The fastest trains from Brighton to Victoria stop only at East Croydon and Clapham Junction; some trains also stop at Gatwick Airport. First Capital Connect services from Brighton via London Bridge continue via Thameslink to Blackfriars, City Thameslink, Farringdon, St Pancras, and stations in North London and Hertfordshire, to Luton and Bedford.

Non-stop Gatwick Express trains run between London Victoria and Gatwick Airport. A train departs in both directions every 15 minutes, with a journey time of 30 minutes. Six weekday peak-hour trains are extended to or from Brighton, calling at up to five other stations south of Gatwick.

First Great Western runs trains between Gatwick Airport and Reading via Redhill and the North Downs Line.

a 24 hour service runs between Three Bridges and London Victoria and Three Bridges and Bedford via Blackfriars with a frequency of 1 train an hour on each route in the early hours of the morning.

Contingency plans[edit]

From Balcombe Tunnel junction to Preston Park the tracks reduce from quadruple to double track.[4] A train that fails in this section causes most disruption, so two provisions are in place to keep the service running.

Bi-directional signalling[edit]

Normal running and 'Bi-directional' signal outside Haywards Heath Tunnel

The line is divided into three sections of bi-directional signalling, which allows trains to cross over to the opposite line and run in the "wrong direction". These are:

  • Balcombe Tunnel junction to Copyhold Junction (just north of Haywards Heath).
  • Haywards Heath to Keymer Junction (just south of Wivelsfield).
  • Keymer Junction to Preston Park.

Diversionary route[edit]

The section from Wivelsfield to Preston Park can be bypassed by turning eastwards onto the Lewes line at Keymer Junction. At Lewes trains can reverse to head westwards to Brighton via the East Branch line, rejoining the main line at Montpelier Junction. However this diversion does not allow trains to call at Burgess Hill, Hassocks, and Preston Park.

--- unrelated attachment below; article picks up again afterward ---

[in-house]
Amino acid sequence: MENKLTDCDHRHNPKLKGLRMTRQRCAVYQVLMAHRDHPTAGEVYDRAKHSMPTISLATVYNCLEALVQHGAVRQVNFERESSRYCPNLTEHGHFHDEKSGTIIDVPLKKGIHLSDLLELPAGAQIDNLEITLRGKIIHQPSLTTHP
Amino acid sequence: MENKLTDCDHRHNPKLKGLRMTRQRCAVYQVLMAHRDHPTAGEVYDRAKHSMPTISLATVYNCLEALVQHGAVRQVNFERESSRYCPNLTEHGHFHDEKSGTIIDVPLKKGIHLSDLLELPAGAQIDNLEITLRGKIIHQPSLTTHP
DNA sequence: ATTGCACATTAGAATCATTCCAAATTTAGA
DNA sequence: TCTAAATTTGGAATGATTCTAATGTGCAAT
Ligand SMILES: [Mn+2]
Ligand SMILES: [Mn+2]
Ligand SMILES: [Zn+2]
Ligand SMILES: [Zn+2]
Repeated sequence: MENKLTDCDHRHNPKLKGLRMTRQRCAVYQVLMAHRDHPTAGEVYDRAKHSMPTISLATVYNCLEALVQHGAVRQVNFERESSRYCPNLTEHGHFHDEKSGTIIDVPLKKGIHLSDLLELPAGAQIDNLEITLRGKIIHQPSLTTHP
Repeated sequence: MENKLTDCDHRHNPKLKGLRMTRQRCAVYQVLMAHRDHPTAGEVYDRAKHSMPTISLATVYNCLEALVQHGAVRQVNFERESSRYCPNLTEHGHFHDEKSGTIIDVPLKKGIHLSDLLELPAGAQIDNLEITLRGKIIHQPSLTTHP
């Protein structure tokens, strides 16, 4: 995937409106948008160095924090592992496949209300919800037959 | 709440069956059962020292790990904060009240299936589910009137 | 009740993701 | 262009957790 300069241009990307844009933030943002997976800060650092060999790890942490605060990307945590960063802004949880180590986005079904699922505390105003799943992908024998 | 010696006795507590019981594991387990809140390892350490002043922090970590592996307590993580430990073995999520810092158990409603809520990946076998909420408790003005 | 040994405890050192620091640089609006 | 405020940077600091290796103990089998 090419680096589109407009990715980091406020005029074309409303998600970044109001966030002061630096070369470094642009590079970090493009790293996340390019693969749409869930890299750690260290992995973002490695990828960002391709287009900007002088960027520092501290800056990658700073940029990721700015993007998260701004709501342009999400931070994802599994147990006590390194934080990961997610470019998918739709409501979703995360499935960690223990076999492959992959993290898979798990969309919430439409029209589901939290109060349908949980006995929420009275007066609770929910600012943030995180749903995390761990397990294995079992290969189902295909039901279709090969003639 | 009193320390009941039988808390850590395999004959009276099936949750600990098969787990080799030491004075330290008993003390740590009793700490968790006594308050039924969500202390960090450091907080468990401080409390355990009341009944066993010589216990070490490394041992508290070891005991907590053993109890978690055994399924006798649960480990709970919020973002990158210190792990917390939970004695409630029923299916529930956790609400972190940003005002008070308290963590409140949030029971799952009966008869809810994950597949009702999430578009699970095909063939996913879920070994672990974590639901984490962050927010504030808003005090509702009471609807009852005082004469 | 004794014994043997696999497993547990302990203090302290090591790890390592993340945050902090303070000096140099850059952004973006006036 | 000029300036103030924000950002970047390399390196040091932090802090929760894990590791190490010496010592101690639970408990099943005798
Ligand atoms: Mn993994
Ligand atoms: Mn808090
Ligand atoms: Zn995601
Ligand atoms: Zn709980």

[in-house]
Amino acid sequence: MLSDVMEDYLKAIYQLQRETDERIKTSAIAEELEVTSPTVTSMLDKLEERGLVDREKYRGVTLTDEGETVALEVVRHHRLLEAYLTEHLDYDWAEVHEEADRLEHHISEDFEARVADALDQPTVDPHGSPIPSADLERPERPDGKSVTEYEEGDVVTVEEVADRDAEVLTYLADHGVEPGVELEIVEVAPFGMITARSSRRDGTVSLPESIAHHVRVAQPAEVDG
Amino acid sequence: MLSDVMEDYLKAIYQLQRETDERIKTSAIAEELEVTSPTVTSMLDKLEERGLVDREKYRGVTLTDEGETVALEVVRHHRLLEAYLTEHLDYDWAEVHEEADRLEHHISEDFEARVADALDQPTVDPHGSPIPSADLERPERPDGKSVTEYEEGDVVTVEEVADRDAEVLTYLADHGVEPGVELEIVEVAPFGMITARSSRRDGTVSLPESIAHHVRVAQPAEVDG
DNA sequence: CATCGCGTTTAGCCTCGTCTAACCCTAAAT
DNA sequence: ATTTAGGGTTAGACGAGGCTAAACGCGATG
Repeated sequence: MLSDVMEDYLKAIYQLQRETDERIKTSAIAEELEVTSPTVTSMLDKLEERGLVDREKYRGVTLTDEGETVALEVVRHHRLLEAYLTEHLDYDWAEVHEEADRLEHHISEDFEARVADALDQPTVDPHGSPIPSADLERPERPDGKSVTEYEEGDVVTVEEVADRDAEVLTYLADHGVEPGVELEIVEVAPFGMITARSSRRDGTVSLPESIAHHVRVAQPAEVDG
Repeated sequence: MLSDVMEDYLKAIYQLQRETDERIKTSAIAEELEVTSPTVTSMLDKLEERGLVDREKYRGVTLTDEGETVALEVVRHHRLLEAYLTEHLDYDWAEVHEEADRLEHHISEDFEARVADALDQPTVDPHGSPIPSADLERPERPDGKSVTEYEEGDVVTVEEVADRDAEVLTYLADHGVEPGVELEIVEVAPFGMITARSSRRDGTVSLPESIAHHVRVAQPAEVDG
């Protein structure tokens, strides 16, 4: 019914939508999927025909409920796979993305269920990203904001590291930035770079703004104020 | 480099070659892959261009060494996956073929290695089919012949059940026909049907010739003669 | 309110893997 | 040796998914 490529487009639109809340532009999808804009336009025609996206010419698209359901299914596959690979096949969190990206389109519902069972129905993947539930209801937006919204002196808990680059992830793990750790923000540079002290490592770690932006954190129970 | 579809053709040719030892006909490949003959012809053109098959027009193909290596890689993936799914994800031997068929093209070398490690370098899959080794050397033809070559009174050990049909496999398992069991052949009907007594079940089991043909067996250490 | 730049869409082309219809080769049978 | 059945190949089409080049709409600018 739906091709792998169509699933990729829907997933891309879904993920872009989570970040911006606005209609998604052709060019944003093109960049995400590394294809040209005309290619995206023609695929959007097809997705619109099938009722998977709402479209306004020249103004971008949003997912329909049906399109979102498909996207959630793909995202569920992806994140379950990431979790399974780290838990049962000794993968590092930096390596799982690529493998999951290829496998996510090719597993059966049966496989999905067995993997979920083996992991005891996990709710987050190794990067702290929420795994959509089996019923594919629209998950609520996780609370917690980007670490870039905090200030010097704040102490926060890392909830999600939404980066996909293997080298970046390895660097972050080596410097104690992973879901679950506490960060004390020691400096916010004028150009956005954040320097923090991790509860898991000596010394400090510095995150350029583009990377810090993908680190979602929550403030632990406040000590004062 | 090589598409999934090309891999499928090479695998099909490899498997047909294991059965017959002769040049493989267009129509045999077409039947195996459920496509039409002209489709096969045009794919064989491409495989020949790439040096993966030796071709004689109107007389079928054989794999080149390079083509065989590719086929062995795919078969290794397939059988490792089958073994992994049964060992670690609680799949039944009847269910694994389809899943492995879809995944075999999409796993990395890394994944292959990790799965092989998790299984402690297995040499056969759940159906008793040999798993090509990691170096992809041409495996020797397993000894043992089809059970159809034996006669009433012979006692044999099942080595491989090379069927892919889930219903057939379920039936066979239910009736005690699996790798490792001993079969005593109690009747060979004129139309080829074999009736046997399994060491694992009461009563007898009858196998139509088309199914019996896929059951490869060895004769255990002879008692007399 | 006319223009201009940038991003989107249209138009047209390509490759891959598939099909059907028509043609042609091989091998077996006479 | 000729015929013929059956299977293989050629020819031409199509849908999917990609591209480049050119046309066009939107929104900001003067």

Branching routes[edit]

A 1908 Railway Clearing House map of Brighton Main Line between South Croydon and Selhurst / Forest Hill, as well as surrounding lines.

Branches from the line to Victoria[edit]

Branches from the line to London Bridge[edit]

Branches south of East Croydon[edit]

Notes[edit]

  1. ^ Direct stopping-service branch lines
  2. ^ A semi-fast/fast through branch line
  3. ^ Semi-fast/fast branch lines
  4. ^ A direct service to Reigate on this line has long been provided, fast/semi-fast.
  5. ^ A fast/semi-fast through branch line
  6. ^ A fast/semi-fast through branch line
  7. ^ eastward, a line to East Grinstead closed in 1967
  8. ^ At Haywards Heath, the line via Ardingly and Horsted Keynes, closed in 1963: Currently Network Rail largely disused sidings to Ardingly; Horsted Keynes railway station section is now part of the Bluebell Railway between East Grinstead and Sheffield Park
  9. ^ Keymer Junction
  10. ^ A fast/semi-fast through branch line
  11. ^ A fast/semi-fast through branch line

References[edit]

  1. ^ Dawson (1921).
  2. ^ Bonavia (1987) 87-89.
  3. ^ Network Rail: Sectional Appendix module KSW2/LOR SO500 Sequence 010
  4. ^ "Quail Route Map 5". 

Sources[edit]

  • Bonavia, Michael R. (1987). The history of the Southern Railway London:Unwin Hyman. ISBN 0-04-385107-X.
  • Dawson, Philip, (1921) Report by Sir Philip Dawson on proposed substitution of electric for steam operation for suburban, local and mainline passenger and freight services, London Brighton and South Coast Railway.

External links[edit]